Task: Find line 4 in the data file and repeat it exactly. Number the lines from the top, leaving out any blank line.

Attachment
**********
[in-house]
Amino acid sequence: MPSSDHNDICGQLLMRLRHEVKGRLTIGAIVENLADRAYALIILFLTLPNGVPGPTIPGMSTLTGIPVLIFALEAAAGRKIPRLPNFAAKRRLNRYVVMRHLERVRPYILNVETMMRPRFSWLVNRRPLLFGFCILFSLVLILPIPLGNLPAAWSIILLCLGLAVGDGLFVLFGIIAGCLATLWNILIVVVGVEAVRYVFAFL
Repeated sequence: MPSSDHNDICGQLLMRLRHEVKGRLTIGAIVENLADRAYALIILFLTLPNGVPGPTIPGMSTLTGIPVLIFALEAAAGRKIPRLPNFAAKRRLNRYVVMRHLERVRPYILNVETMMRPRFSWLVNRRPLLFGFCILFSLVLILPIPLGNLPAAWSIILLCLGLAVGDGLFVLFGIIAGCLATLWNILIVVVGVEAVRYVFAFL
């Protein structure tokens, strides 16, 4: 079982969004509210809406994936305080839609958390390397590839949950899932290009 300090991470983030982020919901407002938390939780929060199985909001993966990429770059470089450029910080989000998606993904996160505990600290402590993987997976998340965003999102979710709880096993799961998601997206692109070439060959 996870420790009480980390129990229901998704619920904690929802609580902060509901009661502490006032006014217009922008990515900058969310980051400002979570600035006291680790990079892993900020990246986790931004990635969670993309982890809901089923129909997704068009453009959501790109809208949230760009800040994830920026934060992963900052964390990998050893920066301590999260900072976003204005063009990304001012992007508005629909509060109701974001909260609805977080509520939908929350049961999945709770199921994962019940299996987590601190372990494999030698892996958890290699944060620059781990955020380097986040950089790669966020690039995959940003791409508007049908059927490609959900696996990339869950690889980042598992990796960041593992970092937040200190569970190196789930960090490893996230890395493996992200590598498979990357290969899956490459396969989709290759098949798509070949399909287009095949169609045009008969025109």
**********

């Protein structure tokens, strides 16, 4: 079982969004509210809406994936305080839609958390390397590839949950899932290009 300090991470983030982020919901407002938390939780929060199985909001993966990429770059470089450029910080989000998606993904996160505990600290402590993987997976998340965003999102979710709880096993799961998601997206692109070439060959 996870420790009480980390129990229901998704619920904690929802609580902060509901009661502490006032006014217009922008990515900058969310980051400002979570600035006291680790990079892993900020990246986790931004990635969670993309982890809901089923129909997704068009453009959501790109809208949230760009800040994830920026934060992963900052964390990998050893920066301590999260900072976003204005063009990304001012992007508005629909509060109701974001909260609805977080509520939908929350049961999945709770199921994962019940299996987590601190372990494999030698892996958890290699944060620059781990955020380097986040950089790669966020690039995959940003791409508007049908059927490609959900696996990339869950690889980042598992990796960041593992970092937040200190569970190196789930960090490893996230890395493996992200590598498979990357290969899956490459396969989709290759098949798509070949399909287009095949169609045009008969025109």